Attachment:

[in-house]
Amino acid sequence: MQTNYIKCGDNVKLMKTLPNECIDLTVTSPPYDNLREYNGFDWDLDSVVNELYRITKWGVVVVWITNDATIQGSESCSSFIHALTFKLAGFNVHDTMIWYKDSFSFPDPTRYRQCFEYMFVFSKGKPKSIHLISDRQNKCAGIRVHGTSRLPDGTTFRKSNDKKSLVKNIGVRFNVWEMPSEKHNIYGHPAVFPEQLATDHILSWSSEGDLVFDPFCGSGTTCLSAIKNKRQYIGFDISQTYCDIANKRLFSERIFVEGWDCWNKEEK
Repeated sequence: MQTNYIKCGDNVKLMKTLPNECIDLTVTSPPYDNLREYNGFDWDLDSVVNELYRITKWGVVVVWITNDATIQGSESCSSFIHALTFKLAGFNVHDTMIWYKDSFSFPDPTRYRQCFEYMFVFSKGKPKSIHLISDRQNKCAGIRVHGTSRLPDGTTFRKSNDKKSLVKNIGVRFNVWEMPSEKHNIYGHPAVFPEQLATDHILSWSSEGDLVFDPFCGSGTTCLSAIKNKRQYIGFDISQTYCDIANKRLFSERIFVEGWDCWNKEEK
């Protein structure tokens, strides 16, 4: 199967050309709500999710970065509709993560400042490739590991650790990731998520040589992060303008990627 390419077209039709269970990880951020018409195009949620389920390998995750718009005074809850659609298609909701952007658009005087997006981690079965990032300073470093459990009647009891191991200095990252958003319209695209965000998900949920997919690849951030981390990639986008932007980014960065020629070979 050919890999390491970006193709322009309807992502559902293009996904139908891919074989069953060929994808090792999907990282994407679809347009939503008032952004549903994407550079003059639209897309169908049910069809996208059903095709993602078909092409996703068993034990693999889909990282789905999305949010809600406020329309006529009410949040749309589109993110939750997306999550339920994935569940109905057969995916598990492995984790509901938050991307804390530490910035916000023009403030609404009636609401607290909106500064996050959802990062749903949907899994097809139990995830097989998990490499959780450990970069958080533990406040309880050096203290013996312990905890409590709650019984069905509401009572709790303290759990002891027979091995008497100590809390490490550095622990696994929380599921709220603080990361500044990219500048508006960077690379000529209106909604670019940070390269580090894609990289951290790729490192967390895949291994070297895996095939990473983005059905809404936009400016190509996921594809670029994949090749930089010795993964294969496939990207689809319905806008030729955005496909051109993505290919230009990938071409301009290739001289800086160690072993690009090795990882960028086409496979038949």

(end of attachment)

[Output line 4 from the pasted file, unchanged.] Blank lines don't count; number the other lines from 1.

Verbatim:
């Protein structure tokens, strides 16, 4: 199967050309709500999710970065509709993560400042490739590991650790990731998520040589992060303008990627 390419077209039709269970990880951020018409195009949620389920390998995750718009005074809850659609298609909701952007658009005087997006981690079965990032300073470093459990009647009891191991200095990252958003319209695209965000998900949920997919690849951030981390990639986008932007980014960065020629070979 050919890999390491970006193709322009309807992502559902293009996904139908891919074989069953060929994808090792999907990282994407679809347009939503008032952004549903994407550079003059639209897309169908049910069809996208059903095709993602078909092409996703068993034990693999889909990282789905999305949010809600406020329309006529009410949040749309589109993110939750997306999550339920994935569940109905057969995916598990492995984790509901938050991307804390530490910035916000023009403030609404009636609401607290909106500064996050959802990062749903949907899994097809139990995830097989998990490499959780450990970069958080533990406040309880050096203290013996312990905890409590709650019984069905509401009572709790303290759990002891027979091995008497100590809390490490550095622990696994929380599921709220603080990361500044990219500048508006960077690379000529209106909604670019940070390269580090894609990289951290790729490192967390895949291994070297895996095939990473983005059905809404936009400016190509996921594809670029994949090749930089010795993964294969496939990207689809319905806008030729955005496909051109993505290919230009990938071409301009290739001289800086160690072993690009090795990882960028086409496979038949």